Proclamation 7810—National Ovarian Cancer Awareness Month, 2004
By the President of the United States of America
Ovarian cancer affects thousands of Americans each year. During this time of tremendous medical breakthroughs, we are seeing progress in the effort to overcome this disease, but our work is not finished. National Ovarian Cancer Awareness Month provides an opportunity for our citizens to learn more about early detection and treatment for this deadly cancer.
Although new cases of ovarian cancer in the United States have been decreasing for more than a decade, the American Cancer Society estimates that about 25,000 women will be diagnosed this year and over 16,000 will die from the disease. Family and personal history can affect the likelihood of developing ovarian cancer. Women should talk with their doctors and health care providers about preventative screenings and the benefits and risks of different tests. Understanding risk factors and the importance of a healthy lifestyle plays a vital role in our efforts to save lives and reduce the number of women who suffer from ovarian cancer.
As with many cancers, the chance for successful treatment of ovarian cancer increases with early detection. The medical community continues to work on developing an effective screening test that can detect the disease in its early stages when symptoms may not exist or are very difficult to diagnose. The National Institutes of Health has invested more than $120 million this year in ovarian cancer research and expects to invest more in 2005. Through the National Cancer Institute's Ovarian Cancer Prevention and Early Detection Study, scientists are following women at increased risk for the cancer to assess how preemptive surgery and screening methods affect ovarian cancer occurrence and quality of life. The Centers for Disease Control and Prevention's Ovarian Cancer Control Initiative will also focus on factors related to early detection and treatment.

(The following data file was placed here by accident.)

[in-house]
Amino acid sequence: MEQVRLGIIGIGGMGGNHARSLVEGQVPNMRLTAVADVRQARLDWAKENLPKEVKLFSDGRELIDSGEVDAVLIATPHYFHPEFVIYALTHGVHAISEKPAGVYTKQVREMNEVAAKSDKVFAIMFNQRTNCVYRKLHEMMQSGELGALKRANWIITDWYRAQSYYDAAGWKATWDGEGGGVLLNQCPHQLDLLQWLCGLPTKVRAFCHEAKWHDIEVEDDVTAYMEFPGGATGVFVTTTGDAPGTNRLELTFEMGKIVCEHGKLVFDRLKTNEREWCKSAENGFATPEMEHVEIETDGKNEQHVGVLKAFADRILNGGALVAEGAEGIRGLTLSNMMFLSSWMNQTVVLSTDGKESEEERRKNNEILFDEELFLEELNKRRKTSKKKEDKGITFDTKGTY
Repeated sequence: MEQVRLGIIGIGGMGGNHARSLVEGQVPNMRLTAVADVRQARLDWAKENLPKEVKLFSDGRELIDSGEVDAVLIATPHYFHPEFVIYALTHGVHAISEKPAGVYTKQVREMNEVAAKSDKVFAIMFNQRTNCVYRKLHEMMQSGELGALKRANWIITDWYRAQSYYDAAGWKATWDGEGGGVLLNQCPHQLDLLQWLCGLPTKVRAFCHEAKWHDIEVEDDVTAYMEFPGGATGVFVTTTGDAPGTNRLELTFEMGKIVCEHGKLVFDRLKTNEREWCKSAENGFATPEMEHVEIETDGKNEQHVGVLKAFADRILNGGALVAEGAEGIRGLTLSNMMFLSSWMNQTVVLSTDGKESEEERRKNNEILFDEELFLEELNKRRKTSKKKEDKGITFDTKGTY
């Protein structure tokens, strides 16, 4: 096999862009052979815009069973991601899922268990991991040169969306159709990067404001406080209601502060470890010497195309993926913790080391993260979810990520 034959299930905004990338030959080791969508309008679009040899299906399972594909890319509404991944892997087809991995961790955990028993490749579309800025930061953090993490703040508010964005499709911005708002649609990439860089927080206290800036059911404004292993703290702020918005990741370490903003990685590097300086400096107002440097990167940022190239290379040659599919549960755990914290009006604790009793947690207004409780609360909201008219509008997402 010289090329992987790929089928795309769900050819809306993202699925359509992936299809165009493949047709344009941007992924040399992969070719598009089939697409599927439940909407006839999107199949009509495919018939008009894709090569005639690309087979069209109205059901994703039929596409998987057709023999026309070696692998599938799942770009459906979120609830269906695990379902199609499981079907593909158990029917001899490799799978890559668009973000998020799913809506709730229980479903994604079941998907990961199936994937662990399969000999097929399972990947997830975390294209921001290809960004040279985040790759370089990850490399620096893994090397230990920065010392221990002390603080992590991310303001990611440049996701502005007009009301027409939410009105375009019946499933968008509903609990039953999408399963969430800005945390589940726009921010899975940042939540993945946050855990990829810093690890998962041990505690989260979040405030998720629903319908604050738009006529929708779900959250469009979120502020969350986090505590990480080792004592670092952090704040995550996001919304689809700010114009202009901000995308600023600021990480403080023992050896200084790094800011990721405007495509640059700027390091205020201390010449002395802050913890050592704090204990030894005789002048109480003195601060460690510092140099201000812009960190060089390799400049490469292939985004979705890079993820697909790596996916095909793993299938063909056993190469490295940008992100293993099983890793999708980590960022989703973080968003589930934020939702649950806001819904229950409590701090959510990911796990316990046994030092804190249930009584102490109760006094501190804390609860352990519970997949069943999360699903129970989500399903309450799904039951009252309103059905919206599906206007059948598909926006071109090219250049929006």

The United States continues to stay on the leading edge of new discoveries in medicine, and my Administration remains committed to providing the resources necessary to learn the causes, understand the symptoms, and find a cure for ovarian cancer. During this month, we reaffirm our dedication to these goals and recognize the strength and courage of the women who have suffered from this disease. We also recognize the families, friends, and loved ones who support and encourage these brave women. By working together, we can bring the hope of a healthier future to women in the fight against ovarian cancer.
Now, Therefore, I, George W. Bush, President of the United States of America, by virtue of the authority vested in me by the Constitution and laws of the United States, do hereby proclaim September 2004 as National Ovarian Cancer Awareness Month. I call upon the people of the United States to observe this month with appropriate programs and activities.
In Witness Whereof, I have hereunto set my hand this tenth day of September, in the year of our Lord two thousand four, and of the Independence of the United States of America the two hundred and twenty-ninth.
GEORGE W. BUSH
Note: This proclamation was published in the Federal Register on September 15. This item was not received in time for publication in the appropriate issue.
George W. Bush, Proclamation 7810—National Ovarian Cancer Awareness Month, 2004 Online by Gerhard Peters and John T. Woolley, The American Presidency Project https://www.presidency.ucsb.edu/node/211355